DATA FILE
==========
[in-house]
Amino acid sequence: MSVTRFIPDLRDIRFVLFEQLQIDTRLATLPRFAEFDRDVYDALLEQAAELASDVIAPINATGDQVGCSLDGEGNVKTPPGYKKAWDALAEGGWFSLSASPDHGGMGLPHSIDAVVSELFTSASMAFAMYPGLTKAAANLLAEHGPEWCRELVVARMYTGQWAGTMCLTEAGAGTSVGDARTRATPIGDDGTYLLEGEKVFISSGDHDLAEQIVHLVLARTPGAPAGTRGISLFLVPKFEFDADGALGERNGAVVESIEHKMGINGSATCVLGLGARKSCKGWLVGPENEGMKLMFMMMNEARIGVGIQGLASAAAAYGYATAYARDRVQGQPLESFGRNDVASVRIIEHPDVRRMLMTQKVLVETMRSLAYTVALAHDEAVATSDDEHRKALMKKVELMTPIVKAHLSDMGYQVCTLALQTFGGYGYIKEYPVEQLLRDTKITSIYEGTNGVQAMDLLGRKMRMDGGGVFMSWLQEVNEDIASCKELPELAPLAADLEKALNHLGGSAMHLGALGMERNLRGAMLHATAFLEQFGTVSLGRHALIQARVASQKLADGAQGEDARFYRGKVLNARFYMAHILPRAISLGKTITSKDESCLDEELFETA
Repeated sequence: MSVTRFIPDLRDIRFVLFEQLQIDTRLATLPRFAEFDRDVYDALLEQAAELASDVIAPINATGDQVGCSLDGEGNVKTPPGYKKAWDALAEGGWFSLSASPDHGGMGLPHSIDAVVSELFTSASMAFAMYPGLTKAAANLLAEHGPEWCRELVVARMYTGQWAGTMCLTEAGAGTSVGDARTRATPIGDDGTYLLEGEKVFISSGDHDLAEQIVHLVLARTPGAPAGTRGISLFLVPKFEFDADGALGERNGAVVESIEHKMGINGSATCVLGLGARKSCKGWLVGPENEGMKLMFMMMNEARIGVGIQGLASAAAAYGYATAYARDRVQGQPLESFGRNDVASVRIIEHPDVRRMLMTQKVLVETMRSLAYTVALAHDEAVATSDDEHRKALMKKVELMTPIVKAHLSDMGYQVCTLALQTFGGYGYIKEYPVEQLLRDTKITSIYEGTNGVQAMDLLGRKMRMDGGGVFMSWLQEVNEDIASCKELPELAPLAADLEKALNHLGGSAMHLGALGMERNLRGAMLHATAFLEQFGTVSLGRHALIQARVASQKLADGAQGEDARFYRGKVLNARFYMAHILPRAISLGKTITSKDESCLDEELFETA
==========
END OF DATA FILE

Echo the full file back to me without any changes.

[in-house]
Amino acid sequence: MSVTRFIPDLRDIRFVLFEQLQIDTRLATLPRFAEFDRDVYDALLEQAAELASDVIAPINATGDQVGCSLDGEGNVKTPPGYKKAWDALAEGGWFSLSASPDHGGMGLPHSIDAVVSELFTSASMAFAMYPGLTKAAANLLAEHGPEWCRELVVARMYTGQWAGTMCLTEAGAGTSVGDARTRATPIGDDGTYLLEGEKVFISSGDHDLAEQIVHLVLARTPGAPAGTRGISLFLVPKFEFDADGALGERNGAVVESIEHKMGINGSATCVLGLGARKSCKGWLVGPENEGMKLMFMMMNEARIGVGIQGLASAAAAYGYATAYARDRVQGQPLESFGRNDVASVRIIEHPDVRRMLMTQKVLVETMRSLAYTVALAHDEAVATSDDEHRKALMKKVELMTPIVKAHLSDMGYQVCTLALQTFGGYGYIKEYPVEQLLRDTKITSIYEGTNGVQAMDLLGRKMRMDGGGVFMSWLQEVNEDIASCKELPELAPLAADLEKALNHLGGSAMHLGALGMERNLRGAMLHATAFLEQFGTVSLGRHALIQARVASQKLADGAQGEDARFYRGKVLNARFYMAHILPRAISLGKTITSKDESCLDEELFETA
Repeated sequence: MSVTRFIPDLRDIRFVLFEQLQIDTRLATLPRFAEFDRDVYDALLEQAAELASDVIAPINATGDQVGCSLDGEGNVKTPPGYKKAWDALAEGGWFSLSASPDHGGMGLPHSIDAVVSELFTSASMAFAMYPGLTKAAANLLAEHGPEWCRELVVARMYTGQWAGTMCLTEAGAGTSVGDARTRATPIGDDGTYLLEGEKVFISSGDHDLAEQIVHLVLARTPGAPAGTRGISLFLVPKFEFDADGALGERNGAVVESIEHKMGINGSATCVLGLGARKSCKGWLVGPENEGMKLMFMMMNEARIGVGIQGLASAAAAYGYATAYARDRVQGQPLESFGRNDVASVRIIEHPDVRRMLMTQKVLVETMRSLAYTVALAHDEAVATSDDEHRKALMKKVELMTPIVKAHLSDMGYQVCTLALQTFGGYGYIKEYPVEQLLRDTKITSIYEGTNGVQAMDLLGRKMRMDGGGVFMSWLQEVNEDIASCKELPELAPLAADLEKALNHLGGSAMHLGALGMERNLRGAMLHATAFLEQFGTVSLGRHALIQARVASQKLADGAQGEDARFYRGKVLNARFYMAHILPRAISLGKTITSKDESCLDEELFETA